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Sri Lanka

Wildlife in Yala National Park and Udawalawe National Park; Adam’s Peak; Sigiriya Rock Fortress; Dambulla Cave Temples; Derana Gala reef; Goda Gala Diyamba; wrecks the Conch,

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Sri Lanka, the official name is the Democratic Socialist Republic of Sri Lanka, until 1972 known as Ceylon, is a country in South Asia, on the same-name island off the southeastern coast of India. Sri Lanka is washed by the Indian Ocean and Bay of Bengal. The Gulf of Mannar and Palk Strait separate the island from the Indian subcontinent. The territory of Sri Lanka comprises 65.6 thousand square kilometers; the population is more than 20 million people. Sri Lanka has two capitals – administrative in Sri Jayewardenepura Kotte and commercial in Colombo. The official languages are Sinhala and Tamil.

Most of the territory is occupied by the coastal lowlands. The central part of the country is covered with mountains. Sri Lanka has a subequatorial climate with northeast monsoons from October to March, and southwest ones from June to October.

The national currency is the Sri Lankan rupee. Money can be changed at authorised exchanges, hotels and banks, which work from 9.00 to 13.00. Credit cards are widely accepted. ATMs can be found in all major cities. Sri Lanka is an amazing country, where you will find amazing nature, golden beaches and hundreds of Buddhists temples. Having visited this small island once, you will want to return.

Nature lovers will be happy to watch blue and sperm whales in Mirissa, Southern Sri Lanka; to see leopards, elephants, monkeys and lots of birds in Yala National Park or in Udawalawe National Park; to feed newborn elephants in Pinnawala Elephant Orphanage and to enjoy the local wildlife in the Arugam Bay.

Those who like outdoor activities can climb Adam’s Peak, the highest mountain of the island; go surfing in Talalla; play cricket – a very popular kind of sport in Sri Lanka – or watch it in Premadasa Stadium; and go kayaking, rainforest trekking and mountain biking in Kitulgala, which is called Sri Lanka’s adventure capital.

Connoisseurs of architecture will be charmed by the amazing Sigiriya Rock Fortress, built in the 5th century; the colonial Dutch fort of Galle; Dambulla Cave Temples, containing lots of fabulous Buddha statues; the ancient Polonnaruwa, where you can see the 12th-century stone sculptures; and the majestic ruins of Anuradhapura, founded thousands of years ago.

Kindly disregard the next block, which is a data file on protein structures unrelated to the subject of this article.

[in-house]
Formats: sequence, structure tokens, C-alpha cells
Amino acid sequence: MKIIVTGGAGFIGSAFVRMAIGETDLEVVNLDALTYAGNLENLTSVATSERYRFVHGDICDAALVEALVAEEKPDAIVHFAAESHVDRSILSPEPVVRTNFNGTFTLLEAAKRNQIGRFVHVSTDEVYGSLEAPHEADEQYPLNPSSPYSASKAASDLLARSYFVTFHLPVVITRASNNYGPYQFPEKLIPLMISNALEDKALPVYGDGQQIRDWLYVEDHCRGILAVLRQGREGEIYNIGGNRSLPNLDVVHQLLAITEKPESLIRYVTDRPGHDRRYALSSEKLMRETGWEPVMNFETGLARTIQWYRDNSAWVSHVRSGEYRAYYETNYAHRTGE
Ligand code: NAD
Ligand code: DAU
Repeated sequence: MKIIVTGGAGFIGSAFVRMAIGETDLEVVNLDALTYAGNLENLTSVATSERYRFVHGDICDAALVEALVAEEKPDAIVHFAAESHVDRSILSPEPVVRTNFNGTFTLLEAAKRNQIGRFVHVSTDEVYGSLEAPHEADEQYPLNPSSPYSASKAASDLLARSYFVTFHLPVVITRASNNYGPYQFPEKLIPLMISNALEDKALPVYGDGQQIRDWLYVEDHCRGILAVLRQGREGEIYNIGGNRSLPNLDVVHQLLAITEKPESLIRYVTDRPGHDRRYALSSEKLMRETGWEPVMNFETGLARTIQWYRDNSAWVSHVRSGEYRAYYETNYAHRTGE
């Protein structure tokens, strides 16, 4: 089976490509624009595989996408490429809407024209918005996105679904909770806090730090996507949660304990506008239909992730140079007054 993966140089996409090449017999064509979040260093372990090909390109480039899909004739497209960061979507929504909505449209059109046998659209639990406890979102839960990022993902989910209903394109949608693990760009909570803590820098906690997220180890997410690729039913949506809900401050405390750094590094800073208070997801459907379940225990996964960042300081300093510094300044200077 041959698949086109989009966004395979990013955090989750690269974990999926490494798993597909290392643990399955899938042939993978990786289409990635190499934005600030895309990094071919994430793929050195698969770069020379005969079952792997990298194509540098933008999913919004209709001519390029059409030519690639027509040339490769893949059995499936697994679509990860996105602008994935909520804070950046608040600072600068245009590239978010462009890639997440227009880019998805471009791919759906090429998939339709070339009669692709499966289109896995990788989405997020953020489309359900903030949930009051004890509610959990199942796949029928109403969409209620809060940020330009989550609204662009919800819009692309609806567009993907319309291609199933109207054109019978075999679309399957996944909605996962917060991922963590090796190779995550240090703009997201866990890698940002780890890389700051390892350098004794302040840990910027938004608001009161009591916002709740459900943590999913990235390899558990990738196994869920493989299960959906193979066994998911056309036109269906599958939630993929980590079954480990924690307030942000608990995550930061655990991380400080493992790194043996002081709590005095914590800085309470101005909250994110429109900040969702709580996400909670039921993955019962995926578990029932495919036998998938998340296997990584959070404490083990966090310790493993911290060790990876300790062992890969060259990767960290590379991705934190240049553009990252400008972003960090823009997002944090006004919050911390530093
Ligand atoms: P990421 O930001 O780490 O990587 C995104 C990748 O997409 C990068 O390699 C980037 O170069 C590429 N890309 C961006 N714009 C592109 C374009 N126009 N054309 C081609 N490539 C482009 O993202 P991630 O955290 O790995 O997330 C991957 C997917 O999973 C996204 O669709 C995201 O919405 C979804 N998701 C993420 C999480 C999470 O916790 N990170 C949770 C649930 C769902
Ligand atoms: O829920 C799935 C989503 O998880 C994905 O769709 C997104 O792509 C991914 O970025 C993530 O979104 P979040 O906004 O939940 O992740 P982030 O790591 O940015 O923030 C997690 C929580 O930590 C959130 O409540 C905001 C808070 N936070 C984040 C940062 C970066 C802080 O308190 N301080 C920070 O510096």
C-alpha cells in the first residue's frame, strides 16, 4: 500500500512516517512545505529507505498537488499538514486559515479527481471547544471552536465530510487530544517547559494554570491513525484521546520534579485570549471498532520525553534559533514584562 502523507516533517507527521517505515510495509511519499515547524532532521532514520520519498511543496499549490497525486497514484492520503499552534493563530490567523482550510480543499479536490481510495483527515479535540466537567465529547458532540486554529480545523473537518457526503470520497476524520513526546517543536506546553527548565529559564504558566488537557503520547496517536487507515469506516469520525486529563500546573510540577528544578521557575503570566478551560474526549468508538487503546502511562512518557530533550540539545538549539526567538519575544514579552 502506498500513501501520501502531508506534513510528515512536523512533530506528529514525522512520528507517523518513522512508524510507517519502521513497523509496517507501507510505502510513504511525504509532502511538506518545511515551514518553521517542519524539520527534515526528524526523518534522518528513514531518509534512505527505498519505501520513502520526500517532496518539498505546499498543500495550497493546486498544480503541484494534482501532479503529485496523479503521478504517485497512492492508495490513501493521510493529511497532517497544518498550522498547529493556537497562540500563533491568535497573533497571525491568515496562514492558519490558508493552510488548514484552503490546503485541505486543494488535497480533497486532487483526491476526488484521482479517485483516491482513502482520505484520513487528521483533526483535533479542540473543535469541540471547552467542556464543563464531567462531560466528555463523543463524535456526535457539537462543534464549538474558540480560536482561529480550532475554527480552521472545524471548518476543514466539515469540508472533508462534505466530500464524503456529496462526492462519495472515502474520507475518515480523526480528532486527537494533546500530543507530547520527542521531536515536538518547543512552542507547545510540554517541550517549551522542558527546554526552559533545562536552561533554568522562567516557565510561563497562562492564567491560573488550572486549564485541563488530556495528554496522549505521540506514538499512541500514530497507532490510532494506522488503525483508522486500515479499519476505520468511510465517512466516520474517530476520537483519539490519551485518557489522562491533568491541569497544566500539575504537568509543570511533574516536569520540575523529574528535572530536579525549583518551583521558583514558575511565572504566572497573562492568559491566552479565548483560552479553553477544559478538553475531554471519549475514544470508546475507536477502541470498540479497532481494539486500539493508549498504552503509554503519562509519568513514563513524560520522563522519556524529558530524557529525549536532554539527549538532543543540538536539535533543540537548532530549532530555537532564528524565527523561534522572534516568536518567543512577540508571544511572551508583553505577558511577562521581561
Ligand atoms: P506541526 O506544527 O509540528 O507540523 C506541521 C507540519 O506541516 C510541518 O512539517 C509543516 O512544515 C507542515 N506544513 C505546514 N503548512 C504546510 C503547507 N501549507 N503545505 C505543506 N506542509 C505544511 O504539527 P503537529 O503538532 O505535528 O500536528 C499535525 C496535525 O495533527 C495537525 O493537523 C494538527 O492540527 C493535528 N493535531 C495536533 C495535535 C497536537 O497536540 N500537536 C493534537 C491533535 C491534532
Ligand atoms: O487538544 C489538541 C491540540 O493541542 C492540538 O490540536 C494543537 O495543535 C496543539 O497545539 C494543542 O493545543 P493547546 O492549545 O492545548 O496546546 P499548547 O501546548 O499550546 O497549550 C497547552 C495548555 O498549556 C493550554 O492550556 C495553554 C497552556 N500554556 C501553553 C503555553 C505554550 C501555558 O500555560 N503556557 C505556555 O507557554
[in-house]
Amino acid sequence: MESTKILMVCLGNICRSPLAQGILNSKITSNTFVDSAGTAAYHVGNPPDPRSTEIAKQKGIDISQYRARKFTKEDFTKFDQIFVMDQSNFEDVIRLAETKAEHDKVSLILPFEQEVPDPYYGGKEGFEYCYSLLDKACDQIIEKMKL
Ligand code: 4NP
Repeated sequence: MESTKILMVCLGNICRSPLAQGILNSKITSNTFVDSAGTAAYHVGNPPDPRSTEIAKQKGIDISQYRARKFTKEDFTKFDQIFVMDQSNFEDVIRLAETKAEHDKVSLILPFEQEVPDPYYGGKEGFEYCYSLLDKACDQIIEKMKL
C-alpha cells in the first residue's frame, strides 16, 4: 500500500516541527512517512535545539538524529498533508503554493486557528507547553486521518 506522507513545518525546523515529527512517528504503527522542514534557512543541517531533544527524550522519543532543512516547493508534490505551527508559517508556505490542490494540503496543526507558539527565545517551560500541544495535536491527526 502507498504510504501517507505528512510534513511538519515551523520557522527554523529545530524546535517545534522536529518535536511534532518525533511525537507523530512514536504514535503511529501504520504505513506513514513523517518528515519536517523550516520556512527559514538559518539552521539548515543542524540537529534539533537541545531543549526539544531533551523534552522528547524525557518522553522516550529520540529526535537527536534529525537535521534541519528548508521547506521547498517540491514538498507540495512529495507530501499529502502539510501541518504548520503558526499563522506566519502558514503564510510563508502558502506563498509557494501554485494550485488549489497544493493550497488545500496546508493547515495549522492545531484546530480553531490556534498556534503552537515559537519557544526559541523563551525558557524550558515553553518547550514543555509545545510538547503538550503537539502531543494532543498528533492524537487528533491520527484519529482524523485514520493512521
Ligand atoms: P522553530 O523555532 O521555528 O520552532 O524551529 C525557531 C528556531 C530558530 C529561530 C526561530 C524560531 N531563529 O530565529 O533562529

Being in Sri Lanka, do not miss the chance to visit its tea plantations, taste spicy local cuisine and restore your well-being with the help of ancient Ayurveda.


Bandaranaike International Airport (also called Katunayake International Airport and Colombo International Airport (CMB), the main international airport of Sri Lanka

Mattala Rajapaksa International Airport (HRI) an international airport of Hambantota

Ratmalana Airport (RML), Colombo

Diving in Sri Lanka

Washed by the warm Indian Ocean and possessing around 1600 kilometers of coastline Sri Lanka is a perfect destination both for experienced divers and for beginners. The underwater world boasts fancy landscapes and abundant marine life from huge blue whales to tiny nudibranches.

Off the coast of Negombo there is Derana Gala, a reef inhabited by great number of marine critters, including barracuda, lionfish and trevallies.

Taprobane Reefs are said to be one of the most untouched diving places in Sri Lanka. Here you will find big patch reefs with massive coral domes, teeming with various fish.

10 minutes by boat from Unawatuna there is Goda Gala Diyamba, an underwater rock formation, where you can see interesting reef systems inhabited by large fish.

For those who are fond of wreck-diving Sri Lanka has some interesting wrecks, for example: the Conch, a steam oil tanker sunk in 1903, located at a depth of 12-21m and inhabited by groupers, queen angelfish and napoleons; the Earl of Shaftesbury, a steel 4-mast sailing ship sunk in the 1820s; the Rangoon, a 1776-ton steam ship built in 1863; the Arcturus, a British steam ship built in 1870; the HMS Hermes, an aircraft carrier sunk in 1942; and the Norsa, a steam ship built in 1889.